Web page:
A bill that would permanently expand Bright Futures merit scholarships is now on Gov. Rick Scott’s desk. A little more than 13 hours after the Senate gave final approval in a 33-5 vote, the measure (SB 4) was signed by legislative leaders and presented Tuesday morning to the governor. Scott has until March 21 to act on the bill.
The legislation, known as the “Excellence in Higher Education Act,” was a top priority for President Joe Negron, R-Stuart, who has made the elevation of Florida’s 12 state universities one of the cornerstones of his two years as the Senate leader.
A similar initiative was vetoed by Scott last year, after he objected to provisions impacting Florida’s 28 state colleges. The new bill does not contain those provisions, and Sen. Bill Galvano, a Bradenton Republican who sponsored the legislation, said lawmakers worked with Scott’s office on the measure.
In addition to the Bright Futures provisions, the bill would expand or create several need-based aid programs and allow Florida universities to provide scholarships to out-of-state National Merit Scholars. It also would create a four-year graduation rate performance standard for universities. And it would ban “free speech zones” on university and state college campuses.
Florida Legislature signals intent for daylight-saving time
Floridians will change their clocks Sunday. That could become a thing of the past, if Congress ever passes a law saying states can observe daylight-saving time year round.
If that time comes, the Florida Senate voted 33-2 Tuesday to give final approval to a measure (HB 1013) that says the Legislature intends to keep Florida on daylight-saving time throughout the year. The next stop is the desk of Gov. Rick Scott, whose office said he will review the proposal after formally receiving it. But even if he signs it, it’s not clear that the Legislature now can commit a future Legislature to make the switch.
Under federal law, states can opt out of daylight saving time to stay on standard time, but cannot make daylight saving time permanent. Hawaii and most of Arizona stay on standard time all year, while the rest of the nation will switch to daylight-saving on Sunday and switch back on Nov. 4.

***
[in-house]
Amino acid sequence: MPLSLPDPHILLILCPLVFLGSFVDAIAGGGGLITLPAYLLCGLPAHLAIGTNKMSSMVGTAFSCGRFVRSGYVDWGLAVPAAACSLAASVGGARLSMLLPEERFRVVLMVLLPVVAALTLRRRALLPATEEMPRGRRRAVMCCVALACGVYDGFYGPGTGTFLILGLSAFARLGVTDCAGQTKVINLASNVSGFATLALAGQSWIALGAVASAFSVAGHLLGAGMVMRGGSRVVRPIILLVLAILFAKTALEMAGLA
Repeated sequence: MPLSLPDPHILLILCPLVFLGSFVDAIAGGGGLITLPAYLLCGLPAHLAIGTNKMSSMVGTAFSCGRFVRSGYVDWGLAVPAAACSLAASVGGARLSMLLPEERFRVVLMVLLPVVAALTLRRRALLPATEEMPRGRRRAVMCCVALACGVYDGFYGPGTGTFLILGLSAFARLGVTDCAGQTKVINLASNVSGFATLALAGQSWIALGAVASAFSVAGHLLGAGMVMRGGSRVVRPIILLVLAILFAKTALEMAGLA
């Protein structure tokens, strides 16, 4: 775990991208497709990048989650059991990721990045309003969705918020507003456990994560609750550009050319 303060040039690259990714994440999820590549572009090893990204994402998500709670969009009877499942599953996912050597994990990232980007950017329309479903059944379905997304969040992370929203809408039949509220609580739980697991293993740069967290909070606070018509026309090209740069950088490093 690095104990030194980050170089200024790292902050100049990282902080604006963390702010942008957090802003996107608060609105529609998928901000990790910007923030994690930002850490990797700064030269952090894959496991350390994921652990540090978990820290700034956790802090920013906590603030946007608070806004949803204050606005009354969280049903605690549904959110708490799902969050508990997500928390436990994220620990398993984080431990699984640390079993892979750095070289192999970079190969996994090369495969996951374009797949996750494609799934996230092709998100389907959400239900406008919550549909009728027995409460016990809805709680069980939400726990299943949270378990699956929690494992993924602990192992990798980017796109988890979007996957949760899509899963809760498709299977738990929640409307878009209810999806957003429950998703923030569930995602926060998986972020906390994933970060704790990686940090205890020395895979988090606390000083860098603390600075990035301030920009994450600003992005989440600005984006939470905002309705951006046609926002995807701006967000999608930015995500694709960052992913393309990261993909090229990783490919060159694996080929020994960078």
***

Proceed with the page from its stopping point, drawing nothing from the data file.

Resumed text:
Senate OKs marriage-age compromise
The Florida Senate on Monday unanimously approved a compromise measure intended to prevent most minors from getting married in Florida. The measure (SB 140), which must go back to the House, would prevent anyone under age 17 from getting married.
Senate Rules Chairwoman Lizbeth Benacquisto, R-Fort Myers, said the age is a compromise that has been reached with her counterpart on the bill, Rep. Jeanette Nunez, R-Miami. To get married, 17-year-olds would need consent from their parents or guardians and could not marry anybody who is more than two years older. The House must still vote on the proposed compromise.
The Senate had initially sought to set the minimum age at 18 without exceptions. The House wanted to allow people who are age 16 or 17 to get married under certain circumstances that include pregnancy. Those circumstances would also include only allowing minors to marry people who are no more than two years older. The couples also would have to verify pregnancies, and the minors would have to get written consent from their parents or guardians.
Under current law, minors age 16 and 17 can get marriage licenses with parental consent, and judges have discretion to issue licenses to younger minors who have children or if pregnancies are involved.
Legislation emerged in the House and Senate, at least in part, because of the story of 58-year-old Sherry Johnson, who said she was forced to marry her adult rapist at age 11 after giving birth to a child. Johnson has lobbied for an outright ban on marriage licenses for people under 18.
House OKs banning ‘pre-reveal’ games
After a debate about the definition of slot machines, the House on Monday voted 73-41 to pass a bill (HB 1367) that would make clear that “pre-reveal” games are not allowed in Florida.
The electronic games are played in businesses such as bars and have sparked a legal battle about whether they are slot machines, which generally are prohibited under state law. The debate focused heavily on the games having a “preview” feature that advises players of the outcome of the games.
Critics of the bill said the games are played for entertainment. “This has nothing to do with gambling,” Rep. Al Jacquet, D-Lantana, said. But bill sponsor Scott Plakon, R-Longwood, said the games are slot machines.
The Senate has not taken up a similar measure (SB 1770). A lawsuit about the legality of the machines is pending in the 1st District Court of Appeal.